The Knoxville Ice Bears
Pro Hockey's Persistent Popularity in an Appalachian City
Ya never know when that night might be. But, almost a quarter-century later, Mike Murray still feels the impact. In the early ‘90s, Murray was the captain of Knoxville’s pro hockey franchise at the time, the Knoxville Cherokees. One night against Louisville, it seemed like everything the center touched went in the net.
A little girl who was battling cancer was at that game and fell in love with the star. It convinced her to make a two-fold “Make-A-Wish” list: A trip to Disney World and a visit from her favorite hockey player at her birthday party. Murray, stunned by the invitation, took a signed jersey and stick to her. Six months later, Murray got word that she had lost her battle with the disease.
Fast-forward a couple decades to about four years ago when his kitchen was getting new appliances. As the delivery driver approached, he recognized Murray. The driver told Murray—part owner and general manager since 2006 of Knoxville’s current hockey franchise, the Ice Bears—that his daughter was the little girl with cancer. “He told me my stick and jersey were still in the same place his daughter put them,” Murray said. “I showed him my key chain. It still has the [charm] his daughter gave me to protect me. “Here we are, two grown men, ready to cry in the driveway.”
That’s the impact the Ice Bears can have on Knoxville, and that’s the message Murray sends to every current player. It’s fast-paced entertainment contained in a competitive environment. Add to it the iconic venue of the tradition-rich, 5,000-seat Civic Coliseum, and it’s a recipe for a great way to spend the winter.
The Ice Bears, under new head coach Jeff Carr, are part of the Southern Professional Hockey League. It’s down a few steps on the game’s professional food chain, but allows players—the Ice Bears’ roster has 19 players ranging in age from 22-28—the opportunity to make their mark or scratch an itch for anywhere between $250-$400 a week, though the club takes care of most of the players’ expenses.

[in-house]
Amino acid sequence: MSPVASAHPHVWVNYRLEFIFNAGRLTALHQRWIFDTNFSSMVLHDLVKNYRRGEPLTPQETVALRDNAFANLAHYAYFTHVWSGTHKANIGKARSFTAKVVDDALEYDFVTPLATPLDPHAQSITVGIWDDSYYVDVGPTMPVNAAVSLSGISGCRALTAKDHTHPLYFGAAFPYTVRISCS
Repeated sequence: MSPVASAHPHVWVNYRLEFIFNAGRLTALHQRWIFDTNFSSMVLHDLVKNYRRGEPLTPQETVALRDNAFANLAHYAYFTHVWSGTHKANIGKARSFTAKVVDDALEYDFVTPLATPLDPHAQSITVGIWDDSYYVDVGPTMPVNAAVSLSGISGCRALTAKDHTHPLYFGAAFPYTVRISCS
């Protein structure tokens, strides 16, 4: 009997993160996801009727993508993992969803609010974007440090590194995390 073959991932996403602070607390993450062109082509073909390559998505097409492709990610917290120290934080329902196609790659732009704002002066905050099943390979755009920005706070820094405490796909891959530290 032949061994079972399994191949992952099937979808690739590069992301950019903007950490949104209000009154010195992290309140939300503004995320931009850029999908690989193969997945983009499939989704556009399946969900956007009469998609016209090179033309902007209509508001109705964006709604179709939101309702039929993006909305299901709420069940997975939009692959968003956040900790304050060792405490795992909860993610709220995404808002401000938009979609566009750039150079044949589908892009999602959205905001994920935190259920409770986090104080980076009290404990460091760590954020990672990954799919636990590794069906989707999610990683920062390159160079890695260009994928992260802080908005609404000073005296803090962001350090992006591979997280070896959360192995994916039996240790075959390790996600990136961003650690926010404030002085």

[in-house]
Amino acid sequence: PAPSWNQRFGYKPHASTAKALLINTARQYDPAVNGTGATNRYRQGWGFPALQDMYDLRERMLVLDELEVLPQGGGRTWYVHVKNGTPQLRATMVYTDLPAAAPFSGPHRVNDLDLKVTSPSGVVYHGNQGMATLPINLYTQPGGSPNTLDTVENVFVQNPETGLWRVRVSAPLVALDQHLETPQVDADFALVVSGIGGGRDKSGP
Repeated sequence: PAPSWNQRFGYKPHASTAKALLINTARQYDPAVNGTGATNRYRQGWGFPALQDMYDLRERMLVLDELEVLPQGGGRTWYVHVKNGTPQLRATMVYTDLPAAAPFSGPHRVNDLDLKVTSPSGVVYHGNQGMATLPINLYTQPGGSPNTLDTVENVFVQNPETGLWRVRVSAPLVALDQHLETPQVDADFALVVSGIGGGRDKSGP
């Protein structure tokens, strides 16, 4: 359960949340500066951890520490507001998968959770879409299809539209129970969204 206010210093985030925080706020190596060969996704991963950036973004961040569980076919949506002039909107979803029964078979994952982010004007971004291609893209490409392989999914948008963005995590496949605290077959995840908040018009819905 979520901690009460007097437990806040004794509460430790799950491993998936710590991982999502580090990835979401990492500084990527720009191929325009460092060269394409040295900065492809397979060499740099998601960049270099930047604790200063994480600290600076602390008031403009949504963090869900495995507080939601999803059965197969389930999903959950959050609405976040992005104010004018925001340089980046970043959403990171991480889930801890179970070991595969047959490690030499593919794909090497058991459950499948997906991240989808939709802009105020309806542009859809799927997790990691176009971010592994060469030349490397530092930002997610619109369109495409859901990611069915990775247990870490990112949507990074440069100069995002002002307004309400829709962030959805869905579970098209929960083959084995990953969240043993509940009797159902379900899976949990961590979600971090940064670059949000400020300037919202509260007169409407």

Along with “representing the logo” on the ice, Ice Bears players are challenged to be ambassadors for the franchise within the community. “Playing in Knoxville has been the best two years of my life,” said defenseman Jake Flegel, 25, from Whitby, Ontario. “We’ve got dedicated and passionate fans who give life to every game. “I’ve had some tough days, but I’ve never had a bad day in the Ice Bears locker room.”
Flegel, who has dealt with Type 1 Diabetes all his life, has become an unofficial spokesman for overcoming challenges once his story was told locally. “I had athletes who taught me I could do anything,” said Flegel, who last season spoke to 14 youngsters with similar health issues. “This is my time to give back for those who changed my life.”
Besides 28 regular-season home dates (where they averaged 3,700 fans with four sellouts last year), the Ice Bears hit the road in Justin Timberlake’s old bus to SPHL outposts from Peoria, Ill., to Pensacola, Fla., in the 10-team league. The home portion of the Ice Bears’ schedule begins Friday, Oct. 27 against the Evansville Thunderbolts, and runs through April.
Whether it’s an opportunity to see zoo animals up close and personal, enjoy the Kids Zone, meet mascot Chilly Bear, share some time with a super hero, or watch more than 100 wiener dogs race on the ice, the entertainment value can be as important as the hockey. And, who knows? That night could happen anytime.